- The Washington Times - Monday, April 21, 2003

The chairman of the Senate Foreign Relations Committee said yesterday that the United States should consider war if North Korea does not stop developing nuclear weapons, but President Bush expressed optimism that the four-power talks set for this week would defuse the standoff.
Interviewed yesterday on NBC's "Meet the Press," Sen. Richard G. Lugar, Indiana Republican, said he believes that military action "always has to be there as a very strong possibility" in dealing with North Korea and its nuclear program.
Mr. Lugar made that comment when asked by host Tim Russert whether he would advocate military action if "we wake up this summer" and North Korea is "on the verge of having six to eight more [nuclear] weapons."
In confirming that war may be necessary, the chairman said, "I say that fully cognizant of all the testimony we have heard of the potential ramifications for South Korea, for Japan, for our own American forces, for innocent American civilians who are in the Seoul area.
"But the proliferation of materials to make weapons as well as the weapons themselves and North Korea's reputation for producing them simply to obtain the "revenues for a failed state this is intolerable, and the North Koreans have to understand that."
In televised comments yesterday to reporters in Crawford, Texas, Mr. Bush seemed far more upbeat about the North Korea situation.
He said he thinks the United States, Japan, South Korea and China together have a "good chance of convincing North Korea to abandon her ambitions to develop nuclear arsenals."
The was uncertainty Friday about whether the multinational talks will be held after contradictory statements Pyongyang made about the reprocessing of spent fuel rods from the Yongbyon nuclear plant.
North Korea appeared to be announcing that it had taken steps that could yield six to eight nuclear bombs within months. But later, it was not clear whether the state-run news agency had announced that reprocessing had begun or whether there had been a faulty translation between versions of the report in English and Korean.
U.S. and South Korean officials told the Associated Press that after reviewing the versions, there was no proof that reprocessing spent fuel rods for weapons-grade plutonium was under way.
In his remarks yesterday, Mr. Bush singled out praise for China, saying he believes that country will play an important role in persuading North Korea to stop developing nuclear weapons.
He said Beijing has confirmed that it is committed to a pledge that former President Jiang Zemin gave him "that China's policy is for a nuclear-weapons-free peninsula."
However, White House spokeswoman Claire Buchan said later that Mr. Bush's remarks about China should not be taken as an indication that the talks are still on. China was to be host to the negotiations.
On NBC, Mr. Lugar said he has been an advocate of getting together with North Korea for negotiations. Washington had rejected calls by Pyongyang that they meet one on one.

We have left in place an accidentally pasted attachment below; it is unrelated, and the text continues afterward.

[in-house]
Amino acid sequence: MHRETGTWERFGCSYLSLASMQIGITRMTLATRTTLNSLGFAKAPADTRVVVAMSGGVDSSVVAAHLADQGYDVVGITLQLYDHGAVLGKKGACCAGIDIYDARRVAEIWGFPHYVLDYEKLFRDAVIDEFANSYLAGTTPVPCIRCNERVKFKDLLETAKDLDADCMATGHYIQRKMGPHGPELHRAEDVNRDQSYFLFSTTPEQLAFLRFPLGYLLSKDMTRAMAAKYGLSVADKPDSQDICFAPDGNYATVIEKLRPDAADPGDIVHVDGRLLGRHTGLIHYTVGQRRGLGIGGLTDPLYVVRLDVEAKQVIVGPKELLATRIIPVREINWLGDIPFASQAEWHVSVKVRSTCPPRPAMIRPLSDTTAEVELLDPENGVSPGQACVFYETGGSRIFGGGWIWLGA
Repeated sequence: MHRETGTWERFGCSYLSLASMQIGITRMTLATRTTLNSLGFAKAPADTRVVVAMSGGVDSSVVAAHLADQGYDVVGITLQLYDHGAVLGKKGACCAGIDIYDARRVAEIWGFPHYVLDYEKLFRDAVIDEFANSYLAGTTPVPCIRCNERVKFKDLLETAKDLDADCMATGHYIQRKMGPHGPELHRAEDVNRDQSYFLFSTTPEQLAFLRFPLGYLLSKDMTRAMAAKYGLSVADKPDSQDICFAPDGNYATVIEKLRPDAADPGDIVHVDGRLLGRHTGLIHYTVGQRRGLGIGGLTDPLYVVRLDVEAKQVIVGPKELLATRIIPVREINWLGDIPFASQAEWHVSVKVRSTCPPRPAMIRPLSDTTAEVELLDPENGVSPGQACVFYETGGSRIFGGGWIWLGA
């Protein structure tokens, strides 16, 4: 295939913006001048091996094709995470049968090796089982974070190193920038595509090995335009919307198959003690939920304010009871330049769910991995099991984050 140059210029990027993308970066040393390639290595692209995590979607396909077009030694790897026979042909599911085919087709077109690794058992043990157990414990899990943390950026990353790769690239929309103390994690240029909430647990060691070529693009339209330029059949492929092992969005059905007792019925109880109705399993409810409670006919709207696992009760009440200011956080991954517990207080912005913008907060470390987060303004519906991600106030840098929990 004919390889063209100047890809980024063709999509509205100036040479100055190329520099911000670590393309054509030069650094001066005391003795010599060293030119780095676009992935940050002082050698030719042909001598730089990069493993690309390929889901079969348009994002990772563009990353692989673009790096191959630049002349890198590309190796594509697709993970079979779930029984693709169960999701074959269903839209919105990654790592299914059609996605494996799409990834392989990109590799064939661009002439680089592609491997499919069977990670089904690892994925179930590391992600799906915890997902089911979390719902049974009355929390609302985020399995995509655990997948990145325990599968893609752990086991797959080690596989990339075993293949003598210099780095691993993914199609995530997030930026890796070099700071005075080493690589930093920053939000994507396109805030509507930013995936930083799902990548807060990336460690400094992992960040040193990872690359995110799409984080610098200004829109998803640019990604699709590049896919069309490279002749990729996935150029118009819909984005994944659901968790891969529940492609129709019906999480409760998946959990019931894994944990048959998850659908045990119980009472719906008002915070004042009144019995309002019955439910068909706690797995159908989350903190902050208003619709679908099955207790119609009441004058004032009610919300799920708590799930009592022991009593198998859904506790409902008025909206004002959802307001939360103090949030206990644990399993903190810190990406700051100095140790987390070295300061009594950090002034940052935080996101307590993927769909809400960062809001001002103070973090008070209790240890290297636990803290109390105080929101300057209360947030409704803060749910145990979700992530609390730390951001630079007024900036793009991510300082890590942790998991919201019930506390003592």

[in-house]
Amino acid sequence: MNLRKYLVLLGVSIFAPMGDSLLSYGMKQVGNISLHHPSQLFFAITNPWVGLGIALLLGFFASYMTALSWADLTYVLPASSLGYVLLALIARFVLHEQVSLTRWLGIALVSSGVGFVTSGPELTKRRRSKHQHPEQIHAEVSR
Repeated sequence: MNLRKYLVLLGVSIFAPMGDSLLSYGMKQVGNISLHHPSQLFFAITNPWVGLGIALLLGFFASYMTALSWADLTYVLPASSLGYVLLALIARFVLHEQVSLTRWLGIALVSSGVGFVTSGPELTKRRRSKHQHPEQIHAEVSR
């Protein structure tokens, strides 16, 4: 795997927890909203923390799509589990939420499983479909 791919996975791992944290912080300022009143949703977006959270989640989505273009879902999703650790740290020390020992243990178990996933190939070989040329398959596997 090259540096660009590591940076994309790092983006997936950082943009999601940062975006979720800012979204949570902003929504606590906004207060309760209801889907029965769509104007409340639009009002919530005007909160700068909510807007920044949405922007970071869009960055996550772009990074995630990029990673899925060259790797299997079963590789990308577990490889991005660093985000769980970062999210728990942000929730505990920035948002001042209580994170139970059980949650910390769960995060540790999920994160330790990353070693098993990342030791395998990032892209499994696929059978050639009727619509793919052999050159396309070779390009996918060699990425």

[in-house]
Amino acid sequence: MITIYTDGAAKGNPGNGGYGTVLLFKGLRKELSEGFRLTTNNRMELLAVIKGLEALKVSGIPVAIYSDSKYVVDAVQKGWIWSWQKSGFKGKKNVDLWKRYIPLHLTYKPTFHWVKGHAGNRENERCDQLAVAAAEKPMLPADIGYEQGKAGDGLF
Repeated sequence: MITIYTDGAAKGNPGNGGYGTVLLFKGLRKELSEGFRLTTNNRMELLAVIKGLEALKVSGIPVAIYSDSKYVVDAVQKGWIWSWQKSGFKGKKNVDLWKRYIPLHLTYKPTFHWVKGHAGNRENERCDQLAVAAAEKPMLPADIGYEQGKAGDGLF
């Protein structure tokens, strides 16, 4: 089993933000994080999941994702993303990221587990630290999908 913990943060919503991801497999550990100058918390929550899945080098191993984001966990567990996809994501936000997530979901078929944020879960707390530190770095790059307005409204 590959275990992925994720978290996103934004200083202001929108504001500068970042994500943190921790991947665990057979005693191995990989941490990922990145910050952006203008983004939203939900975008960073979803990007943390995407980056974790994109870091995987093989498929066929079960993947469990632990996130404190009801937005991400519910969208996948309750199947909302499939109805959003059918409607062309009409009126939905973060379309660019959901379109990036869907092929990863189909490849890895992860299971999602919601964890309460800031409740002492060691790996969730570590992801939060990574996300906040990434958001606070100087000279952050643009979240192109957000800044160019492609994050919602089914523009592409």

Mr. Lugar said he's pleased the talks are "going to happen" and that China will be involved. "It's important to find out what [the North Koreans] intend to do. Now if they tell us at these meetings they intend to build weapons, we've got to indicate upfront that is totally unsatisfying. I think that President Bush has made that clear."
South Korea and Japan want the talks to proceed. The United States is reported to still be deciding. "At this point, there is nothing new on the talks," State Department spokeswoman Brenda Greenberg told the AP yesterday.
Sen. Pat Roberts, Kansas Republican and chairman of the Senate Select Committee on Intelligence, and Sen. Evan Bayh, Indiana Democrat and a member of that panel, discussed on "Fox News Sunday" the problems posed by North Korea.
"They're going to be a very difficult problem, but that's one of negotiation. There isn't any military option that we can threaten at this particular point," Mr. Roberts said.
He said he was pleased that China will take part in the talks with North Korea. "China's the key here, and China has made some significant changes here just recently in their attitude toward North Korea."
Mr. Bayh accused North Korea of blackmail, and he identified some other "provocative steps" that country might take to try to get its way.
"The commencement of reprocessing would be a significant threshold for them to cross," he said.
"If they do develop additional nuclear devices maybe six months down the road or so," Mr. Bayh predicted that North Korea could end up "testing one to develop its nuclear capability."
What's more, Mr. Bayh said, Pyongyang could also "launch a test flight of one of those three-stage rockets capable of hitting the United States.
"They might fire one of those in the Pacific."
Mr. Roberts initially said he thinks it's "probable" that North Korea would take both those actions but then revised that prediction to "possible."
Fox host Tony Snow asked Mr. Roberts whether North Korea is the "major security threat facing the United States right now."
"Without question," Mr. Roberts replied.

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